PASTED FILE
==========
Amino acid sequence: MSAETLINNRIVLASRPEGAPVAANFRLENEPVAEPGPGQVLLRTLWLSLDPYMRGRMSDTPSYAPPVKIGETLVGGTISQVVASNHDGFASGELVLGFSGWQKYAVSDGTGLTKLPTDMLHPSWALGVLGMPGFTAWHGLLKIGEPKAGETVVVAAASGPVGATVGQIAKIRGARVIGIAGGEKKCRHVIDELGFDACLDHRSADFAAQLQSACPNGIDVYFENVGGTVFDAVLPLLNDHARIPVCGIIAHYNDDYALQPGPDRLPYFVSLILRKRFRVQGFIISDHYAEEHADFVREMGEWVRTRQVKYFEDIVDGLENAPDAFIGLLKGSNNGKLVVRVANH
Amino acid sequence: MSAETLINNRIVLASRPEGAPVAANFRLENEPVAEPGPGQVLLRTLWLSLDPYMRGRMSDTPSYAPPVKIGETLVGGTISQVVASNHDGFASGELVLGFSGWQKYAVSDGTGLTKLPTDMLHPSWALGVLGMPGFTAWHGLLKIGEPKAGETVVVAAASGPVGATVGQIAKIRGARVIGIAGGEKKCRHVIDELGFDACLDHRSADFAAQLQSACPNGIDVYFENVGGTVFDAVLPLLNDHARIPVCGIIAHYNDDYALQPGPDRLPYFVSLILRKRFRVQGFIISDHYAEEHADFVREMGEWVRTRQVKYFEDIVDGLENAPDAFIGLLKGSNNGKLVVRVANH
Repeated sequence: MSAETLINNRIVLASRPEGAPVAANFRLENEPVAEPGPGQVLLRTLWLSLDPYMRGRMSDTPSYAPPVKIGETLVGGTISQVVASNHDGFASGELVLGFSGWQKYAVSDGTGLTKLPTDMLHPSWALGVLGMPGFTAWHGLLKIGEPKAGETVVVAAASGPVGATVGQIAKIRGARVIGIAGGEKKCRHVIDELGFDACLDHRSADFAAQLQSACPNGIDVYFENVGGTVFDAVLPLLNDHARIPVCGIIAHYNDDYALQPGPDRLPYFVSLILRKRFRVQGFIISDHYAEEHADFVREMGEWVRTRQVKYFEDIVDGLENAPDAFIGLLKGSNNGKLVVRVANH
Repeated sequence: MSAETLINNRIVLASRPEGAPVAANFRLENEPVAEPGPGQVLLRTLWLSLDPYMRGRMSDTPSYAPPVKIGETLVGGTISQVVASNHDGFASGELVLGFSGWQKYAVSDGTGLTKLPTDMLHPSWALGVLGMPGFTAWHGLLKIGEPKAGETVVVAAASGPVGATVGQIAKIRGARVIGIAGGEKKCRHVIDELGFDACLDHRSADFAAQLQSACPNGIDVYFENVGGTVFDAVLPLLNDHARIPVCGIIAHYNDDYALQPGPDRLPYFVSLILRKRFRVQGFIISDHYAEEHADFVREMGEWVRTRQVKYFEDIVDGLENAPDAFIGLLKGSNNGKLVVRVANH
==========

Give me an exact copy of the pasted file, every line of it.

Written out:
Amino acid sequence: MSAETLINNRIVLASRPEGAPVAANFRLENEPVAEPGPGQVLLRTLWLSLDPYMRGRMSDTPSYAPPVKIGETLVGGTISQVVASNHDGFASGELVLGFSGWQKYAVSDGTGLTKLPTDMLHPSWALGVLGMPGFTAWHGLLKIGEPKAGETVVVAAASGPVGATVGQIAKIRGARVIGIAGGEKKCRHVIDELGFDACLDHRSADFAAQLQSACPNGIDVYFENVGGTVFDAVLPLLNDHARIPVCGIIAHYNDDYALQPGPDRLPYFVSLILRKRFRVQGFIISDHYAEEHADFVREMGEWVRTRQVKYFEDIVDGLENAPDAFIGLLKGSNNGKLVVRVANH
Amino acid sequence: MSAETLINNRIVLASRPEGAPVAANFRLENEPVAEPGPGQVLLRTLWLSLDPYMRGRMSDTPSYAPPVKIGETLVGGTISQVVASNHDGFASGELVLGFSGWQKYAVSDGTGLTKLPTDMLHPSWALGVLGMPGFTAWHGLLKIGEPKAGETVVVAAASGPVGATVGQIAKIRGARVIGIAGGEKKCRHVIDELGFDACLDHRSADFAAQLQSACPNGIDVYFENVGGTVFDAVLPLLNDHARIPVCGIIAHYNDDYALQPGPDRLPYFVSLILRKRFRVQGFIISDHYAEEHADFVREMGEWVRTRQVKYFEDIVDGLENAPDAFIGLLKGSNNGKLVVRVANH
Repeated sequence: MSAETLINNRIVLASRPEGAPVAANFRLENEPVAEPGPGQVLLRTLWLSLDPYMRGRMSDTPSYAPPVKIGETLVGGTISQVVASNHDGFASGELVLGFSGWQKYAVSDGTGLTKLPTDMLHPSWALGVLGMPGFTAWHGLLKIGEPKAGETVVVAAASGPVGATVGQIAKIRGARVIGIAGGEKKCRHVIDELGFDACLDHRSADFAAQLQSACPNGIDVYFENVGGTVFDAVLPLLNDHARIPVCGIIAHYNDDYALQPGPDRLPYFVSLILRKRFRVQGFIISDHYAEEHADFVREMGEWVRTRQVKYFEDIVDGLENAPDAFIGLLKGSNNGKLVVRVANH
Repeated sequence: MSAETLINNRIVLASRPEGAPVAANFRLENEPVAEPGPGQVLLRTLWLSLDPYMRGRMSDTPSYAPPVKIGETLVGGTISQVVASNHDGFASGELVLGFSGWQKYAVSDGTGLTKLPTDMLHPSWALGVLGMPGFTAWHGLLKIGEPKAGETVVVAAASGPVGATVGQIAKIRGARVIGIAGGEKKCRHVIDELGFDACLDHRSADFAAQLQSACPNGIDVYFENVGGTVFDAVLPLLNDHARIPVCGIIAHYNDDYALQPGPDRLPYFVSLILRKRFRVQGFIISDHYAEEHADFVREMGEWVRTRQVKYFEDIVDGLENAPDAFIGLLKGSNNGKLVVRVANH